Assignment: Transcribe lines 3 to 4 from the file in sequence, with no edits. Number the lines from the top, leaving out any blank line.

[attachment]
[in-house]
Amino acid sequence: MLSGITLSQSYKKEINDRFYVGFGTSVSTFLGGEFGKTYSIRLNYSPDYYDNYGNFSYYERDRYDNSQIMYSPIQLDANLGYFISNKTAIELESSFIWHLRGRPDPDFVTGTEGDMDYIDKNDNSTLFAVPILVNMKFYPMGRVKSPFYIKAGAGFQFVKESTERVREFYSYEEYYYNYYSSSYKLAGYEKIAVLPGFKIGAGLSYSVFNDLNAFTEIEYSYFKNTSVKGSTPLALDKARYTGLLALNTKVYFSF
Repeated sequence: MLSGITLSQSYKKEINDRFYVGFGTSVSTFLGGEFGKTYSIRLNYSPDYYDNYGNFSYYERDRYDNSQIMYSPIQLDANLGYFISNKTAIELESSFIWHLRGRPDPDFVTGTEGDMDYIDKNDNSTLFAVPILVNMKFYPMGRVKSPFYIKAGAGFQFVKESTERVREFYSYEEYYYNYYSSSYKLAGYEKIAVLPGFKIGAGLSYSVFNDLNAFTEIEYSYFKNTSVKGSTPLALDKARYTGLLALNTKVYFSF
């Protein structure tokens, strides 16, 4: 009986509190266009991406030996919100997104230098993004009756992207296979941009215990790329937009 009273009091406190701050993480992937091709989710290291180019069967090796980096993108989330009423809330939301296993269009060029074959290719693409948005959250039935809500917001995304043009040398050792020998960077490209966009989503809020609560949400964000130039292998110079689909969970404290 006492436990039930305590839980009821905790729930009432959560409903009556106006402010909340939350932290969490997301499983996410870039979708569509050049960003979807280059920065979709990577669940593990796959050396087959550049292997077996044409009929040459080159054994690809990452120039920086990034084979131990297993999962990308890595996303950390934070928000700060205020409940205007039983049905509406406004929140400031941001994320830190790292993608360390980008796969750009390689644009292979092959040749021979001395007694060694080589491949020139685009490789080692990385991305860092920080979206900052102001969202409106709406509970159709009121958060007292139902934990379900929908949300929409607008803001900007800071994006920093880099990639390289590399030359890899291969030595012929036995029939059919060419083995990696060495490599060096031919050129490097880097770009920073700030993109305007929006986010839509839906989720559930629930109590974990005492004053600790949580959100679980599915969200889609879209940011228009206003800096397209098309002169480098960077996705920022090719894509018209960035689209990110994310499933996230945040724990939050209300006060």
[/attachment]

Repeated sequence: MLSGITLSQSYKKEINDRFYVGFGTSVSTFLGGEFGKTYSIRLNYSPDYYDNYGNFSYYERDRYDNSQIMYSPIQLDANLGYFISNKTAIELESSFIWHLRGRPDPDFVTGTEGDMDYIDKNDNSTLFAVPILVNMKFYPMGRVKSPFYIKAGAGFQFVKESTERVREFYSYEEYYYNYYSSSYKLAGYEKIAVLPGFKIGAGLSYSVFNDLNAFTEIEYSYFKNTSVKGSTPLALDKARYTGLLALNTKVYFSF
């Protein structure tokens, strides 16, 4: 009986509190266009991406030996919100997104230098993004009756992207296979941009215990790329937009 009273009091406190701050993480992937091709989710290291180019069967090796980096993108989330009423809330939301296993269009060029074959290719693409948005959250039935809500917001995304043009040398050792020998960077490209966009989503809020609560949400964000130039292998110079689909969970404290 006492436990039930305590839980009821905790729930009432959560409903009556106006402010909340939350932290969490997301499983996410870039979708569509050049960003979807280059920065979709990577669940593990796959050396087959550049292997077996044409009929040459080159054994690809990452120039920086990034084979131990297993999962990308890595996303950390934070928000700060205020409940205007039983049905509406406004929140400031941001994320830190790292993608360390980008796969750009390689644009292979092959040749021979001395007694060694080589491949020139685009490789080692990385991305860092920080979206900052102001969202409106709406509970159709009121958060007292139902934990379900929908949300929409607008803001900007800071994006920093880099990639390289590399030359890899291969030595012929036995029939059919060419083995990696060495490599060096031919050129490097880097770009920073700030993109305007929006986010839509839906989720559930629930109590974990005492004053600790949580959100679980599915969200889609879209940011228009206003800096397209098309002169480098960077996705920022090719894509018209960035689209990110994310499933996230945040724990939050209300006060």